Thumbs up to Yvonne Gomez of Clovis for searching out the family of a California desert tortoise, Elmo, after years missing from his owners. We now know that Elmo escaped from his back yard when a gate was inadvertently left open. He was discovered last year between Reedley and Dinuba by some folks who cared for him. Last August, however, they took him to Gomez’s Turtle and Tortoise Rescue in Clovis when they moved out of the area.
Gomez thought she wouldn’t be able to track down his original family. Then she decided to write a letter to the editor in The Bee. It worked! Her first phone call the day it appeared in the newspaper was from the Marshall family. Jason and Sandy described Elmo perfectly, right down to the fiberglass patch on his shell. (The story goes that the patch was created to heal an injury when a previous owner accidentally ran over him with a lawnmower.) All is well now, and the family is happily reunited.
Zenovich, an award-winning filmmaker, was approached by Jigsaw Productions to put together a documentary on California’s complicated water story, an issue well known to Californians. Though not an expert, she got a good deal of her knowledge from working with her father, the late George Zenovich, when he served in the Assembly and the state Senate. Now the story is better understood by many more people, which can only contribute to future solutions.
Thumbs down to the state Board of Equalization and board member Jerome Horton, in particular, for squandering taxpayer dollars and eroding public trust.
As reported Friday by The Sacramento Bee’s Adam Ashton, a soon-to-be released audit of the board will reveal that the agency has failed to explain how it misallocated tens of millions of dollars worth of tax revenue. In addition, the publicly elected Horton, who represents a swath of coastal Southern California and is a former Assemblymember, effectively swelled his political staff by “redirecting” civil servants to his own projects.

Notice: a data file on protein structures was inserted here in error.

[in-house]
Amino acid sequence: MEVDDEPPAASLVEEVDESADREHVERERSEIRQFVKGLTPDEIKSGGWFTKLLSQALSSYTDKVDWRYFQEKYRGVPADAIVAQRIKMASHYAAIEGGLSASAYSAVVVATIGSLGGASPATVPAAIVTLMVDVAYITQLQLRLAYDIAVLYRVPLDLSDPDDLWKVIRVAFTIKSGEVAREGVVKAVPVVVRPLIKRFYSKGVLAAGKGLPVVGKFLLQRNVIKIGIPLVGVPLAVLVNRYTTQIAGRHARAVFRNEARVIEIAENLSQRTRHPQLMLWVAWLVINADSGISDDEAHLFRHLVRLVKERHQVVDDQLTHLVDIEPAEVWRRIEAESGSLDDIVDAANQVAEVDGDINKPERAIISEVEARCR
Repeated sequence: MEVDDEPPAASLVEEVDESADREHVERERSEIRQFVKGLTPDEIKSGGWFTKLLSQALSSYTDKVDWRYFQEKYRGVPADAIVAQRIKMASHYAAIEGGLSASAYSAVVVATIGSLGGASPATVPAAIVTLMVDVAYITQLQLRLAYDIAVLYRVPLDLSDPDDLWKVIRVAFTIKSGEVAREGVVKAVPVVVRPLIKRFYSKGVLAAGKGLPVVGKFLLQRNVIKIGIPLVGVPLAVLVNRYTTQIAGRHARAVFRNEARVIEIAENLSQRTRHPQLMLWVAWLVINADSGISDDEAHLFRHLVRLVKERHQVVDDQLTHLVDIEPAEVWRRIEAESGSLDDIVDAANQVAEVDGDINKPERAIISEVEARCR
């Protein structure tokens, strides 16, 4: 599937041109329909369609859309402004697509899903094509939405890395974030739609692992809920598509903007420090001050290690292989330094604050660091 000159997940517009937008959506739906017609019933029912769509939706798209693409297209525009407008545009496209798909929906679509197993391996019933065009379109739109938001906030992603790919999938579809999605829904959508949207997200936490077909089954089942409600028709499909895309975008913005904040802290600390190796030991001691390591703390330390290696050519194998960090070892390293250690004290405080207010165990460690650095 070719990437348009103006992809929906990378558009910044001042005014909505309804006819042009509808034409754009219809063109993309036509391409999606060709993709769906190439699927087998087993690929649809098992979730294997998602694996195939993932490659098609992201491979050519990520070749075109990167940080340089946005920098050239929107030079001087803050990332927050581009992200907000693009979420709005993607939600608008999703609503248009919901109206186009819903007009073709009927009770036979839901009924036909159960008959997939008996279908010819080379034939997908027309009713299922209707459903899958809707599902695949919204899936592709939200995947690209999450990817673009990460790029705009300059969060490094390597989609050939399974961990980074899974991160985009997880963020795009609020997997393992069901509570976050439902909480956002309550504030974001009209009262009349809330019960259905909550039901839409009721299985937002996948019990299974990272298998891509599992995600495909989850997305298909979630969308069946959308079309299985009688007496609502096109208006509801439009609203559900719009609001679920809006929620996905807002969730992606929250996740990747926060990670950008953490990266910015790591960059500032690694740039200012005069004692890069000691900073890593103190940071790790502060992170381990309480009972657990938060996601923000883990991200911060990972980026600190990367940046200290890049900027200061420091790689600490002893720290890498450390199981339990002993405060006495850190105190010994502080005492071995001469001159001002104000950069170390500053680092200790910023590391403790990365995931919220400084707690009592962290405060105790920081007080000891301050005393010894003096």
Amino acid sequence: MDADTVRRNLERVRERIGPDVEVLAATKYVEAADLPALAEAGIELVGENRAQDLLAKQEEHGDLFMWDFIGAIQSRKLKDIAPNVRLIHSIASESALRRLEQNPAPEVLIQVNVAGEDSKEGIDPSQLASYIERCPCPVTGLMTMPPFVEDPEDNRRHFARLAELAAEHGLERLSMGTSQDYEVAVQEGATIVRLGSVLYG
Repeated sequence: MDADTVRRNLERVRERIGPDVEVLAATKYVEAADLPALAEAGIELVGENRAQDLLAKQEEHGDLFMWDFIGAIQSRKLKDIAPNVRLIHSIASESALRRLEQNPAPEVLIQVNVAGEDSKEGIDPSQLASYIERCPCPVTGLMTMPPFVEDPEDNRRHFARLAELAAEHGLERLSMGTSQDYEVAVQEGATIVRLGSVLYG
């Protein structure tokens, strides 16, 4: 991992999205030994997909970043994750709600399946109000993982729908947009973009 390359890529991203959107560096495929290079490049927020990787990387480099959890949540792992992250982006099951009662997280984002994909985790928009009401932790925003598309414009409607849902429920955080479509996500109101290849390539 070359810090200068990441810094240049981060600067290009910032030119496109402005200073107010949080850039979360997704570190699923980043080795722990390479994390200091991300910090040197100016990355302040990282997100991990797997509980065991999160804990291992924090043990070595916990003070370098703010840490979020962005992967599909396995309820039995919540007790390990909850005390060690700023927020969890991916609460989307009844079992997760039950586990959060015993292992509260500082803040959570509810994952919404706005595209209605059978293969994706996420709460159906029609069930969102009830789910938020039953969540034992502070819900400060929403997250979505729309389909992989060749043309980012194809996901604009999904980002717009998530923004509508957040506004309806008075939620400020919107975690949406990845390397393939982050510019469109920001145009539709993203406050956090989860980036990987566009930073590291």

The five-member board is the nation’s only publicly elected state tax commission, and it collects nearly $53 billion annually in taxes and fees supporting state and local government services. But too many board members have wasted funds by designating them for “outreach” work that is nothing more than public relations intended to help them get re-elected or raise their profiles for future offices.
Thumbs up to Fresno Christian High School’s student-run daily digital newspaper, The Feather, which took home a Gold Digital News Crown award for the fifth straight year from the Columbia Scholastic Press Association. Staff members collected the award at Columbia University in New York. Only six newspapers out of thousands nationwide won Gold Digital News Crowns. There are no enrollment divisions; Fresno Christian High has an enrollment of about 200.
Thumbs up to the seven Women of the Year honorees selected by Fresno City Council members. They are:
▪ Attorney Patience Milrod, recognized by District 1 Councilwoman Esmeralda Soria.
▪ Pinedale Neighborhood Resource Center director Linda Amparano, recognized by District 2 Councilman Steve Brandau.
▪ Neighborhood Watch Program leader Roselyn “Roz” Clark, recognized by District 4 Councilman Paul Caprioglio.
▪ Businesswoman and community advocate Penny Raven, recognized by District 5 Councilman Luis Chavez.
▪ Educator Gail Pifferini, recognized by District 6 Councilman Garry Bredefeld.
▪ Fresno World Impact community ministry leader Kim Contreras, recognized by District 7 Councilman and Council President Clint Olivier.
Thumbs up to a Central Valley couple for helping a Vietnam veteran who had his three-wheel bike stolen a second time. ABC30 reports that “Big Fred,” a nickname for Federico Rendon, 69, says his bike was stolen from his front yard. The bike was his only mode of transportation. When the story aired, a couple wanted to help, so they surprised him at his house. “It’s a gift from God that we’re giving you,” the couple told him. “Thank you for fighting for our country.” He promises to keep this one locked up inside.